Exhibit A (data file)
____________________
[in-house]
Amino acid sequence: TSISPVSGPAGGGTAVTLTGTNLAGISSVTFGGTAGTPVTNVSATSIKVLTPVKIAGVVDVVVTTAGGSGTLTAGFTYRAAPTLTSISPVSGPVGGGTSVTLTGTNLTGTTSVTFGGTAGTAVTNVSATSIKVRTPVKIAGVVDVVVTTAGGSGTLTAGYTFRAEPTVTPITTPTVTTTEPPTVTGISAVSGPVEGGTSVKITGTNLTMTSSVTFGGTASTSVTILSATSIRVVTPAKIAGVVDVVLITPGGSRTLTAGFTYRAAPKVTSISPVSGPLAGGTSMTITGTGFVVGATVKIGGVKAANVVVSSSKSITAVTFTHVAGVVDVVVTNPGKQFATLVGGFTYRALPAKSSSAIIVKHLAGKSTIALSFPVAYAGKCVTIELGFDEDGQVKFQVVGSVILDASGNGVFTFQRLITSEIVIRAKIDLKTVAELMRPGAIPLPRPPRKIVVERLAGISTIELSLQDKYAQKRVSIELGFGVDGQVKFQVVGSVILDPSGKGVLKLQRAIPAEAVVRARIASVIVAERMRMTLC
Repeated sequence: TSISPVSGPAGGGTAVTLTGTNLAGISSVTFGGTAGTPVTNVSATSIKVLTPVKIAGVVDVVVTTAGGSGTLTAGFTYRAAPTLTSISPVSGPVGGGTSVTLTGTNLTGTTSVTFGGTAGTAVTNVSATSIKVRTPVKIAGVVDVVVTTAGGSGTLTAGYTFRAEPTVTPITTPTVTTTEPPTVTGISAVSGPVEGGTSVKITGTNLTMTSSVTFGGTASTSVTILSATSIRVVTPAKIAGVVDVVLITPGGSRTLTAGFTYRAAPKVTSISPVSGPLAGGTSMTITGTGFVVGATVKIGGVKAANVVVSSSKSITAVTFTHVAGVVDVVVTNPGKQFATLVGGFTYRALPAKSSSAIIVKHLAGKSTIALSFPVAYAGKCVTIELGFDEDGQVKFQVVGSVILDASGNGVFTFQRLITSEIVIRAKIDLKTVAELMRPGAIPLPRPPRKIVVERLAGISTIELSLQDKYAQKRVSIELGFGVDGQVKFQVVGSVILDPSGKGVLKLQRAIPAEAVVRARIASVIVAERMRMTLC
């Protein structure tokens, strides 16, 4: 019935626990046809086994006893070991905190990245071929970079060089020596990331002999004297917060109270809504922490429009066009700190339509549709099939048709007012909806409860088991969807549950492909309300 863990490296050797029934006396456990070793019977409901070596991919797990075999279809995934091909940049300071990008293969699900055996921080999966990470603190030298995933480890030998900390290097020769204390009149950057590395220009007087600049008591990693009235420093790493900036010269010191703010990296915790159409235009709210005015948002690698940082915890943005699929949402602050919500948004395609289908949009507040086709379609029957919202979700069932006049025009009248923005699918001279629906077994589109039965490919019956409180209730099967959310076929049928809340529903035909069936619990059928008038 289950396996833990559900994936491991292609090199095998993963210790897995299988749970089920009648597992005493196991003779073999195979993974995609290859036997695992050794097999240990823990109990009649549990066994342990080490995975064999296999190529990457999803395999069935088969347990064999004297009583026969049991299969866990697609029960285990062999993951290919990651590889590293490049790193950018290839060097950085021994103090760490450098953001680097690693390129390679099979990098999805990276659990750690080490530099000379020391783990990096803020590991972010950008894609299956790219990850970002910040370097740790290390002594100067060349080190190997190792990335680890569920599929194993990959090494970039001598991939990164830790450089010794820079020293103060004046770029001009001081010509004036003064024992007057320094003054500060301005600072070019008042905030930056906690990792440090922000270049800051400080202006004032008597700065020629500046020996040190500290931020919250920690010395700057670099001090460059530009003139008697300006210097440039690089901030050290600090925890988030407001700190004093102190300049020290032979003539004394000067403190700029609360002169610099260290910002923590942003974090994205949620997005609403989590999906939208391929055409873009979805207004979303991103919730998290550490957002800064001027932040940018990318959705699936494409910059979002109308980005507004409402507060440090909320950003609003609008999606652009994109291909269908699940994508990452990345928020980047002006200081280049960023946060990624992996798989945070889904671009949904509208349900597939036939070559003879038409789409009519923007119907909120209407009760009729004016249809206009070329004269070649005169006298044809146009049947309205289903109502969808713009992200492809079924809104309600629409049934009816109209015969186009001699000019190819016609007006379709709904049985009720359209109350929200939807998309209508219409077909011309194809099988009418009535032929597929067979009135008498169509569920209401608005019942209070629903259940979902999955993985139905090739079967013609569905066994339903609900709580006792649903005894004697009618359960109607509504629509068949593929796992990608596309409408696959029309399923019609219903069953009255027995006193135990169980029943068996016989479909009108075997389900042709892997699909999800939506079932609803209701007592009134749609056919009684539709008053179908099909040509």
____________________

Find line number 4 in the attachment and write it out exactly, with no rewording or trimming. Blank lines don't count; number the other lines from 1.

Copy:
């Protein structure tokens, strides 16, 4: 019935626990046809086994006893070991905190990245071929970079060089020596990331002999004297917060109270809504922490429009066009700190339509549709099939048709007012909806409860088991969807549950492909309300 863990490296050797029934006396456990070793019977409901070596991919797990075999279809995934091909940049300071990008293969699900055996921080999966990470603190030298995933480890030998900390290097020769204390009149950057590395220009007087600049008591990693009235420093790493900036010269010191703010990296915790159409235009709210005015948002690698940082915890943005699929949402602050919500948004395609289908949009507040086709379609029957919202979700069932006049025009009248923005699918001279629906077994589109039965490919019956409180209730099967959310076929049928809340529903035909069936619990059928008038 289950396996833990559900994936491991292609090199095998993963210790897995299988749970089920009648597992005493196991003779073999195979993974995609290859036997695992050794097999240990823990109990009649549990066994342990080490995975064999296999190529990457999803395999069935088969347990064999004297009583026969049991299969866990697609029960285990062999993951290919990651590889590293490049790193950018290839060097950085021994103090760490450098953001680097690693390129390679099979990098999805990276659990750690080490530099000379020391783990990096803020590991972010950008894609299956790219990850970002910040370097740790290390002594100067060349080190190997190792990335680890569920599929194993990959090494970039001598991939990164830790450089010794820079020293103060004046770029001009001081010509004036003064024992007057320094003054500060301005600072070019008042905030930056906690990792440090922000270049800051400080202006004032008597700065020629500046020996040190500290931020919250920690010395700057670099001090460059530009003139008697300006210097440039690089901030050290600090925890988030407001700190004093102190300049020290032979003539004394000067403190700029609360002169610099260290910002923590942003974090994205949620997005609403989590999906939208391929055409873009979805207004979303991103919730998290550490957002800064001027932040940018990318959705699936494409910059979002109308980005507004409402507060440090909320950003609003609008999606652009994109291909269908699940994508990452990345928020980047002006200081280049960023946060990624992996798989945070889904671009949904509208349900597939036939070559003879038409789409009519923007119907909120209407009760009729004016249809206009070329004269070649005169006298044809146009049947309205289903109502969808713009992200492809079924809104309600629409049934009816109209015969186009001699000019190819016609007006379709709904049985009720359209109350929200939807998309209508219409077909011309194809099988009418009535032929597929067979009135008498169509569920209401608005019942209070629903259940979902999955993985139905090739079967013609569905066994339903609900709580006792649903005894004697009618359960109607509504629509068949593929796992990608596309409408696959029309399923019609219903069953009255027995006193135990169980029943068996016989479909009108075997389900042709892997699909999800939506079932609803209701007592009134749609056919009684539709008053179908099909040509």